Coming from an old-fashioned family in which the father worked and the mother stayed at home (Mum decided that she’d worked for 20 years and that was enough – she’d rather spend the rest of her time at home with her kids) the whole kids and parents living separate lives always seems weird to me. My siblings and I went to the same school when our ages allowed it. When it didn’t my friends (who had little siblings the same age as mine) and I would sneak out of school and wander over to the school at which the little kids were, just to make sure they weren’t getting picked on. My sister and I worked for the same organisation doing different jobs. A little later my brother and I worked for the same organisation doing the same job. My brother and I now work for the same, different organisation doing different jobs. It’s not quite the same now that we are all adults rather children – our personalities are more obviously different now than when we were kids – but it still feels normal to be working in the same place as at least one of my siblings. My sister’s partner also works with his brothers and holidays with them. As young children our holidays were always family holidays, as teenagers, my siblings and I holidayed together sharing a motel unit. My mother and I would also go on holidays sharing a motel unit when I was in my teens and early 20s – we were highly compatible holiday goers and always enjoyed the same things. My niece at 20 still spends time at her mother’s place or sometimes mine when she’s not working (but she’s working nearly all the time now and I think both my sister and I miss her dropping in) Next year my sister, niece and I are planning a short holiday to Australia to shop and celebrate The Kid’s 21st (not quite the same as going to the US but it will do for a start 🙂 ) Close knit family togetherness does cause problems in that if one family member is highly stressed the stress spreads very quickly and everyone ends up mad at each other but it eventually passes (although sometimes it takes quite a while) It’s a fair price for the fact that you always have the family ready to step in and help if/when things get tough.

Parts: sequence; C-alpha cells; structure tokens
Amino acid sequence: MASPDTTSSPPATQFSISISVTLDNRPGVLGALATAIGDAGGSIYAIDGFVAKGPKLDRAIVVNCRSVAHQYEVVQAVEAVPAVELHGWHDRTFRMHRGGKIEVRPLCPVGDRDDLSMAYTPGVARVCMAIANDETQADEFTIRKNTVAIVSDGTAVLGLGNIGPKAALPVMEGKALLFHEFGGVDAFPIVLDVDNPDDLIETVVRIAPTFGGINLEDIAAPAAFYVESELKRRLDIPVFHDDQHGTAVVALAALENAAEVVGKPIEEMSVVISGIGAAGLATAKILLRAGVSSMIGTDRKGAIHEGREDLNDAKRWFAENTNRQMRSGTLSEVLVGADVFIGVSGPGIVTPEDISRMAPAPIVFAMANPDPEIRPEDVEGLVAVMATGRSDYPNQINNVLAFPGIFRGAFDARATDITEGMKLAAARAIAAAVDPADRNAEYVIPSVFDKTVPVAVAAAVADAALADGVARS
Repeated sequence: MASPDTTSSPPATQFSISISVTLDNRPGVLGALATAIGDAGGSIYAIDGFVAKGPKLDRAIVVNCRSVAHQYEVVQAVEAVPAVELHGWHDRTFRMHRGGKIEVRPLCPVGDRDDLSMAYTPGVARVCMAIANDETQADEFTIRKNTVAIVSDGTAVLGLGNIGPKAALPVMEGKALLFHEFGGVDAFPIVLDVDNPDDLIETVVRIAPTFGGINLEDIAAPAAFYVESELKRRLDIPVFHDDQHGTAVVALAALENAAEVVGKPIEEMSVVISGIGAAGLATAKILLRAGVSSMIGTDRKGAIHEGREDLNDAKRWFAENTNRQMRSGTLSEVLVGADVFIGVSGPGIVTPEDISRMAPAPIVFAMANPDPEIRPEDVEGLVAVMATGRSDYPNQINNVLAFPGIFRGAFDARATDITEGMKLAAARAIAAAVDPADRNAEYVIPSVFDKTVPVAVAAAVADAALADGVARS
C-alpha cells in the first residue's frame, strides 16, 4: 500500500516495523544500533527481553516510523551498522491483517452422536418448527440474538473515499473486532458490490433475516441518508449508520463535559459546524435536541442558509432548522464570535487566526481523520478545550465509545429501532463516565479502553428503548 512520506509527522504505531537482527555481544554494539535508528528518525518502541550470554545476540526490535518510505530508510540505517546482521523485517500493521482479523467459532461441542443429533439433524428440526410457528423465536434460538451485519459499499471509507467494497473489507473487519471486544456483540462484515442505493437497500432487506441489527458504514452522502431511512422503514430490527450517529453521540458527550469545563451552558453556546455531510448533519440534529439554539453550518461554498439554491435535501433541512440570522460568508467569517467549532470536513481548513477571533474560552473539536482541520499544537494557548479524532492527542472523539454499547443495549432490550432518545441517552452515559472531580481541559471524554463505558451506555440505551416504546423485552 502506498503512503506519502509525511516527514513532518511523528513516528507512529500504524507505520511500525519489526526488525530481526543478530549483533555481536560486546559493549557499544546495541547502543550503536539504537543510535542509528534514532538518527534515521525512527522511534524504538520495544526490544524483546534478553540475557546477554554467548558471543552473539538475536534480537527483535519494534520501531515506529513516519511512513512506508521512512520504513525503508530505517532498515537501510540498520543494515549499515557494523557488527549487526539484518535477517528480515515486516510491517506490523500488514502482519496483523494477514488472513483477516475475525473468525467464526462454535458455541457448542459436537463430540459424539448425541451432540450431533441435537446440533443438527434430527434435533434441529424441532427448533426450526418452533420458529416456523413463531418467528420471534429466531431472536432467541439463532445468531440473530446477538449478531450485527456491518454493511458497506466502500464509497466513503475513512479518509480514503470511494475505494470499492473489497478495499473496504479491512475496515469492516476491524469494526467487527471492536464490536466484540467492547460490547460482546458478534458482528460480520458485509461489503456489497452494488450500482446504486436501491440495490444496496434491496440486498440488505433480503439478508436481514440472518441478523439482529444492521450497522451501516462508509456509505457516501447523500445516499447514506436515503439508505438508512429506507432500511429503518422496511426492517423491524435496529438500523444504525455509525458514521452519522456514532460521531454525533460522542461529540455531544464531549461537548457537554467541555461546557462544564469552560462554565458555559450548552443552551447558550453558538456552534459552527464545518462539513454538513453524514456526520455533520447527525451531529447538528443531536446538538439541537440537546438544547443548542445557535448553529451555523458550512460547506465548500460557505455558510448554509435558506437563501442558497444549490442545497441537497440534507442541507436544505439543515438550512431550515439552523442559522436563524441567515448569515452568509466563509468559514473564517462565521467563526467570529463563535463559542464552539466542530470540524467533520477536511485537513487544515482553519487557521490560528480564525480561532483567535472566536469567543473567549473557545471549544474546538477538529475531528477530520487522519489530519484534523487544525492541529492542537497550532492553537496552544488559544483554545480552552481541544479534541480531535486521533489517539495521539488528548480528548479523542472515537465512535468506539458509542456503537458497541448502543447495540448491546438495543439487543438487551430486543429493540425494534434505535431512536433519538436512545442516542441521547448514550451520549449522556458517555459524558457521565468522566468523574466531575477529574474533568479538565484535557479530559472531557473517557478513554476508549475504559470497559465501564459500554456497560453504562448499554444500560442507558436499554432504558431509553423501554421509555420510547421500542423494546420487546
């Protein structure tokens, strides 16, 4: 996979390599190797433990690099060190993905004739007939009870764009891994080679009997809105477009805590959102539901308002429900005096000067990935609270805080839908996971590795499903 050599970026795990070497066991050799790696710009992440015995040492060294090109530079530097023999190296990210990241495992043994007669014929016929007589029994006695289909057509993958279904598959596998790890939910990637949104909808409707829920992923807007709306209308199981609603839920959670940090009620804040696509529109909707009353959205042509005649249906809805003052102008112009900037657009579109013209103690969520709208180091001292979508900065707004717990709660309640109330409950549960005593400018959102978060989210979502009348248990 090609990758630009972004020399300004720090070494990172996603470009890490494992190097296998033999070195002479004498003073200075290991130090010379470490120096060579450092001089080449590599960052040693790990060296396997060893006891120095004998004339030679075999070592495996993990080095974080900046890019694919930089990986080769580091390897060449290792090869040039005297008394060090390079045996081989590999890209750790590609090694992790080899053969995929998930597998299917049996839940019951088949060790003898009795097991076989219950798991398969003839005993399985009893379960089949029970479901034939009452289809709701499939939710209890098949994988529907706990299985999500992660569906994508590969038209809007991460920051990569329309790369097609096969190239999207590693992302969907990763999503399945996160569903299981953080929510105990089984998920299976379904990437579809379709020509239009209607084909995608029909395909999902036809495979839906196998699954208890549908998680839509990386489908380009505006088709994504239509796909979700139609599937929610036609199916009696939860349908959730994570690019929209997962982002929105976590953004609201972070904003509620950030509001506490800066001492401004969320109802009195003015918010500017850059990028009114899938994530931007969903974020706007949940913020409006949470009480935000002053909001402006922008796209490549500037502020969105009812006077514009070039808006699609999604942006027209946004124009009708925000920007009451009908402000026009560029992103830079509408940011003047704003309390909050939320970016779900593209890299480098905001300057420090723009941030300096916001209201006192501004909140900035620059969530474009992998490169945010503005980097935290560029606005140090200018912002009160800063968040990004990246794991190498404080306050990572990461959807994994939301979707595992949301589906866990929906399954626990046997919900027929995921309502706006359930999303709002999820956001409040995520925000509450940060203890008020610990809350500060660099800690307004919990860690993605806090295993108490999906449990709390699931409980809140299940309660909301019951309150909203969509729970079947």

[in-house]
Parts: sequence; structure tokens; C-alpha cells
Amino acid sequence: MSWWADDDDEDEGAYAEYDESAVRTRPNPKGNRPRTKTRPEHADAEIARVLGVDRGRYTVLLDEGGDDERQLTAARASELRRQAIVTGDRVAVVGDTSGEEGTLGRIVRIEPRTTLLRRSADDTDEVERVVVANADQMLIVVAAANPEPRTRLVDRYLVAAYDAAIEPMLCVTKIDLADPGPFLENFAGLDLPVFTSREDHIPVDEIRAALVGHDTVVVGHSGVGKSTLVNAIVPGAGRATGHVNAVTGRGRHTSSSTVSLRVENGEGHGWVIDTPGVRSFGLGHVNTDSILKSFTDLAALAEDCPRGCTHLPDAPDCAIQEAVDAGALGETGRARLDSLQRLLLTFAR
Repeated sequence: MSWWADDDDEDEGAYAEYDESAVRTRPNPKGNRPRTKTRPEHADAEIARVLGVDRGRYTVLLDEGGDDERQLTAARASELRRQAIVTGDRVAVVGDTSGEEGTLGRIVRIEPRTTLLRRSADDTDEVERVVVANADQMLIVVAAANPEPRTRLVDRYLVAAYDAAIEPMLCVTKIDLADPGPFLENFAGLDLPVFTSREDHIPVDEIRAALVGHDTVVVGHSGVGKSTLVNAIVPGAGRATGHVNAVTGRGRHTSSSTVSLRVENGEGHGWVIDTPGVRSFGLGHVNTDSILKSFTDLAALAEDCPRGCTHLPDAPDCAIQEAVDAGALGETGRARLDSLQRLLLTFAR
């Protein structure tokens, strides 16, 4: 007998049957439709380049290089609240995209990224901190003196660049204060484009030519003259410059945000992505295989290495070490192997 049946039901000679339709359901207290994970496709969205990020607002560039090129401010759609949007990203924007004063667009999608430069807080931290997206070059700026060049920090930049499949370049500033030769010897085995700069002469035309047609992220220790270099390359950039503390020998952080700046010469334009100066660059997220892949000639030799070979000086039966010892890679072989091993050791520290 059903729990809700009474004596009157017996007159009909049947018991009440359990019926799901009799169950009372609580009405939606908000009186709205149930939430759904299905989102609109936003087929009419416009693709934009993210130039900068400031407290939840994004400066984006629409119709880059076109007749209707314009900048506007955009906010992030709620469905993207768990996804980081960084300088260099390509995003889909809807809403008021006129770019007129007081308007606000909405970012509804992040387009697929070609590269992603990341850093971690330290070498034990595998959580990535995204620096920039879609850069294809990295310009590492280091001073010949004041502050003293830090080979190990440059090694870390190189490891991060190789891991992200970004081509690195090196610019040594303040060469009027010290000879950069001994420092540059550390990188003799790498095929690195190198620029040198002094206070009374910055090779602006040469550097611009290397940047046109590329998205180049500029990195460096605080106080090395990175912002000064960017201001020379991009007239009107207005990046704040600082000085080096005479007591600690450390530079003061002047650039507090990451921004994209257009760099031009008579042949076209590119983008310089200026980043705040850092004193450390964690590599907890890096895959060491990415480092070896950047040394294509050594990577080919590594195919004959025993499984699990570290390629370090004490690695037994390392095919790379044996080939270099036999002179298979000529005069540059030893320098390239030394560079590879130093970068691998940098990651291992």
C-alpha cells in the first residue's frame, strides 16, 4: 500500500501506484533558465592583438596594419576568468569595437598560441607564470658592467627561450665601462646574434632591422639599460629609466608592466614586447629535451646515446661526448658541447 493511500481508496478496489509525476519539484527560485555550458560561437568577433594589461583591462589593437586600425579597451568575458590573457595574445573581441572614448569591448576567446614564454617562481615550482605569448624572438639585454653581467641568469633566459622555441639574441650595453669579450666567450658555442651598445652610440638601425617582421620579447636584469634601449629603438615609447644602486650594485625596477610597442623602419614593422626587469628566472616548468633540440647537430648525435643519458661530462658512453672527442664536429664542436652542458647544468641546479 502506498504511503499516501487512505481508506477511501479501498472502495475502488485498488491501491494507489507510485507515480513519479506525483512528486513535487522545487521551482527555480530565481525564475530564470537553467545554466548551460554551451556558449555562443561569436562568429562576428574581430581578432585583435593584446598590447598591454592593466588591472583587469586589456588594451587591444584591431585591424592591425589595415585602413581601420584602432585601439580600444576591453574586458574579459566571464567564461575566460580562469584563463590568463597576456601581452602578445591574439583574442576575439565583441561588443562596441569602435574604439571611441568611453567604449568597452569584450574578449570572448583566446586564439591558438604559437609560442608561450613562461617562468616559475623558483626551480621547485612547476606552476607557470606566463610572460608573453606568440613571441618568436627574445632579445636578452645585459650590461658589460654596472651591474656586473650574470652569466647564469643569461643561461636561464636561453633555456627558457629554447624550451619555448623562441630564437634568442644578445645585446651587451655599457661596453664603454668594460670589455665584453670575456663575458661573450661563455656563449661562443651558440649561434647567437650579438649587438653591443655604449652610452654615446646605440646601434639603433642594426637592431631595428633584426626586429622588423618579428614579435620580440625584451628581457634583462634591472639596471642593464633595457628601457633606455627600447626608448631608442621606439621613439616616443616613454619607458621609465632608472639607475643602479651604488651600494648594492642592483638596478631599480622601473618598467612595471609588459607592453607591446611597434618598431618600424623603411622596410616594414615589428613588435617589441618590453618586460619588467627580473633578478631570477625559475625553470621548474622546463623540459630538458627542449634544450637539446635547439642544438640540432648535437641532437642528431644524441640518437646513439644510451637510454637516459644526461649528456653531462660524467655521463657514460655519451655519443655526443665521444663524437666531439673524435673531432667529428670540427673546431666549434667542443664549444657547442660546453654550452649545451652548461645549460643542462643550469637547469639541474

I was a little sad when, in the middle of choir, they all started saying they were sure the parents would be glad to ‘get rid of the kids.’ Can it be that they have forgotten that they are someone’s child, too?
Maybe it’s because I am still one of those kids that goes to school.
So I voiced my opinion – she said as though it was a huge surprise – and they all quickly said that it was different for me. “You’re going away to school!”
Ah I remember how exciting back to school shopping used to be. Now that I’m in college, we do it the grown up college way: wait ’till the last moment possible when the professor tells you the upcoming test will be heavily based upon textbook material…and you don’t yet have the textbook. 😀 Keep it copasetic. Peace.